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Love Jihad

Activists protest against the proposed ‘love jihad’ law in Bangalore, December 1, 2020 © Manjunath kiran/AFP via Getty

Activists protest against the proposed ‘love jihad’ law in Bangalore. Women’s groups and opposition politicians insist the practice takes place solely in the fevered imaginings of social conservatives © Manjunath kiran/AFP

Homechevron_rightOpinionchevron_rightArticlechevron_rightStop this Lunacy,...

Stop this Lunacy, please


I am a journalist based in Calcutta, and I missed the biggest news event of the last decade of the last century because I had to be in Kerala then. The whole of India was on edge in the first week of December 1992 with a sense of deep foreboding enveloping Ayodhya. Almost everyone, except the Prime Minister of India, the chief minister of Uttar Pradesh and a future Prime Minister and his deputy prone to tears when they do not matter, knew that the darkest chapter in Independent India was about to be opened, forever changing our country.

Yet, on December 3, 1992, I found myself on a train leaving Howrah, the railway gateway to Calcutta if you come in from the south, and heading to Thiruvananthapuram. One reason I could leave Calcutta in such a momentous week was because I was a rookie in the newsroom and my absence -- or presence -- would not have made much of a difference to the newspaper then.

The only surprise was that I was going on "assignment" - a privilege reserved for only seasoned journalists, especially in an explosive week like the first week of December 1992. My assignment had nothing to do with Ayodhya. It was an open-ended "assignment" - meaning I can return to Calcutta and write about any subject I chose.

By now, veteran journalists among those who are reading this would have figured out that it was a classic "sham" assignment. Someone was doing me a favour so that I could be in Kerala that week.

What could be such a reason that justifies a contrived assignment -- and that too when the entire country was holding its breath? As the cliche goes, all's fair in war - and love.

When the lunatics were preparing for war in Ayodhya, I was on my own reckless "assignment" known only to my senior editor who ran the newspaper then.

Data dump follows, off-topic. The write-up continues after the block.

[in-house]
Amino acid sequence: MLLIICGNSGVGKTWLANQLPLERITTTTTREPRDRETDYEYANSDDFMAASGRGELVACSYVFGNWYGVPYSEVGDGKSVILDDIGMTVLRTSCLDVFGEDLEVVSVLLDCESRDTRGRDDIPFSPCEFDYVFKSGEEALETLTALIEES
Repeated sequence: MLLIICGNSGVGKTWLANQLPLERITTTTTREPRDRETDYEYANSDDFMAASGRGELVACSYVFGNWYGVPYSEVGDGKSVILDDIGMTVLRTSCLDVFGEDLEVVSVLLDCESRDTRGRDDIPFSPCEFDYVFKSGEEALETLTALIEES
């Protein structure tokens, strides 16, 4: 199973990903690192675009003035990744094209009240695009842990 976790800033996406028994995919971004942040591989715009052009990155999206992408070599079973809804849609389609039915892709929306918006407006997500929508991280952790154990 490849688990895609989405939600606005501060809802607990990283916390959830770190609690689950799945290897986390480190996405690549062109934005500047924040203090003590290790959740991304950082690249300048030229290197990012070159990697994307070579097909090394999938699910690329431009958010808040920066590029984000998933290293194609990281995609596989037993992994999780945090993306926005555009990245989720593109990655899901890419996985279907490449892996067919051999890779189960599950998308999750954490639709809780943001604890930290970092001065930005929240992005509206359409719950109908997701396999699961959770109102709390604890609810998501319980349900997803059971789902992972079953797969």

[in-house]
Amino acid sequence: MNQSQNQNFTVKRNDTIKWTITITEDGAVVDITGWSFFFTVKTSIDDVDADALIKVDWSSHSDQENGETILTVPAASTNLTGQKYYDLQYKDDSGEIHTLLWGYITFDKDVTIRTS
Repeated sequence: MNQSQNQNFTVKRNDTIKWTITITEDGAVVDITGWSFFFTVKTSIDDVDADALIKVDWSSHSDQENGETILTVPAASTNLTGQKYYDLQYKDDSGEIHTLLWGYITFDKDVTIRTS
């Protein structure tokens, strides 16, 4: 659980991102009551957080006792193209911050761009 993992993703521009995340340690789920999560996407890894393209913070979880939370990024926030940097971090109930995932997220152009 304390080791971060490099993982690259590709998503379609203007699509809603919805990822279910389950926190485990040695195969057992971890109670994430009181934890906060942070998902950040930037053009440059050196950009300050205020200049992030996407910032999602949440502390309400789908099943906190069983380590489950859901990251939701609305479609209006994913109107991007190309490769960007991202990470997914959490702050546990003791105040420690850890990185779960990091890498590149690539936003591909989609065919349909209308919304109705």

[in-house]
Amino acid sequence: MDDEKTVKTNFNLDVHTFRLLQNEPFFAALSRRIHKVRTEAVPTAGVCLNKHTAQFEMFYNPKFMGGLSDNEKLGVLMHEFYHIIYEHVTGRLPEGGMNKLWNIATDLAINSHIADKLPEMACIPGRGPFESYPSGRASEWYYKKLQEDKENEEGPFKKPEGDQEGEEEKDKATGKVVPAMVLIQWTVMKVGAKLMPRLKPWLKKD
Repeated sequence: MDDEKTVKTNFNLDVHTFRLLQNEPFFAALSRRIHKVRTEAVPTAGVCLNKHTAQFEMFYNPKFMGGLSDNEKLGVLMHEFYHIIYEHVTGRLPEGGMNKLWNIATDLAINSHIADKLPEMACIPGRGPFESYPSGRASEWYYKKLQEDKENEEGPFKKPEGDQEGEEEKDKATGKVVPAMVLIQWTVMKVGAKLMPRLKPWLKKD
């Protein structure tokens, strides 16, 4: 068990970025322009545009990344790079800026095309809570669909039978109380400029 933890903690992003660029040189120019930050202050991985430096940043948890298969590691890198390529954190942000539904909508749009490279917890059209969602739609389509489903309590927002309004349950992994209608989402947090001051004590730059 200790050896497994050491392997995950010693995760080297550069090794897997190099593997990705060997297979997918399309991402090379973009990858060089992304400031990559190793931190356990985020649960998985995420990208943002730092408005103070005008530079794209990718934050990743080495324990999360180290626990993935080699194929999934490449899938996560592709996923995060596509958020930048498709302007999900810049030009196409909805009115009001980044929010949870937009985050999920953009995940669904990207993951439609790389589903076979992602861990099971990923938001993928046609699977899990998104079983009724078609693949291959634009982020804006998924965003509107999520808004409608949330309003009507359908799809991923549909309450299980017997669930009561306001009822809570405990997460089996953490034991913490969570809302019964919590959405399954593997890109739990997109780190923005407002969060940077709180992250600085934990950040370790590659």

Those were the days before the mobile phone. The landline phone was the main communication device and STD lines were usually kept with the seniors.

A few days earlier, the senior editor had called out from his room that there was an outstation call. I immediately knew who it was: I had given that number (without asking the senior editor's permission) to only one person. Everyone else, including my parents, had the board number from where calls would be transferred.

I had left this nuclear-button number, so to speak, for an emergency -- the one thing I was not prepared for that November. I had left home nearly three years ago and reached Calcutta after unpleasant experiences in Bangalore and Lucknow. I was still recovering from the ill-effects of the typhoid I had picked up from Bangalore, I was almost always hungry because lunch would be over by the time I woke up and I was badly missing my friends in New Delhi and in another newspaper I worked a few months earlier.

In short, I was not "locked and loaded" for any emergency when the call came. The editor was working and I was standing there taking the call. As I feared, it was bad news and time was running out. I mumbled some response and the line went dead. That the news was bad was written in my face which, in spite of my dark complexion, managed to turn ashen.

"What happened?" the editor asked me.

"Nothing," I said.

"Girlfriend?" he asked.

I do not why he did not think it could have been something else. So many varieties of exigencies can sweep in over phone lines.

"Yes," I said.

"Now or never, isn't it," he asked again.

Then I told him the story, which was no different from countless college stories. Boy meets girl in college and the full circle. After we graduated, she waited for me for three years, not knowing when I would surface again in my hometown. But pressure is mounting at home to marry someone. I have already switched one job and still there is no sign of me.

"So, what is the problem? Marry her and bring her here," the editor said.

"There is a problem. I am a Hindu and she is a Christian," I said.

"So, what?" he asked. "If she is willing, bring her over. We will make sure you take good care of her."

That was how I landed the "assignment" of my life and set out for Kerala on December 2, 1992.

I reached on December 4 and the circumstances convinced me that there will not be an amicable wedding. I called my editor. I do not know whether it was divine intervention but I received the best advice of my life during that call. Crestfallen, I told my editor that I am returning because there was no way the families would agree and I did not know what to do.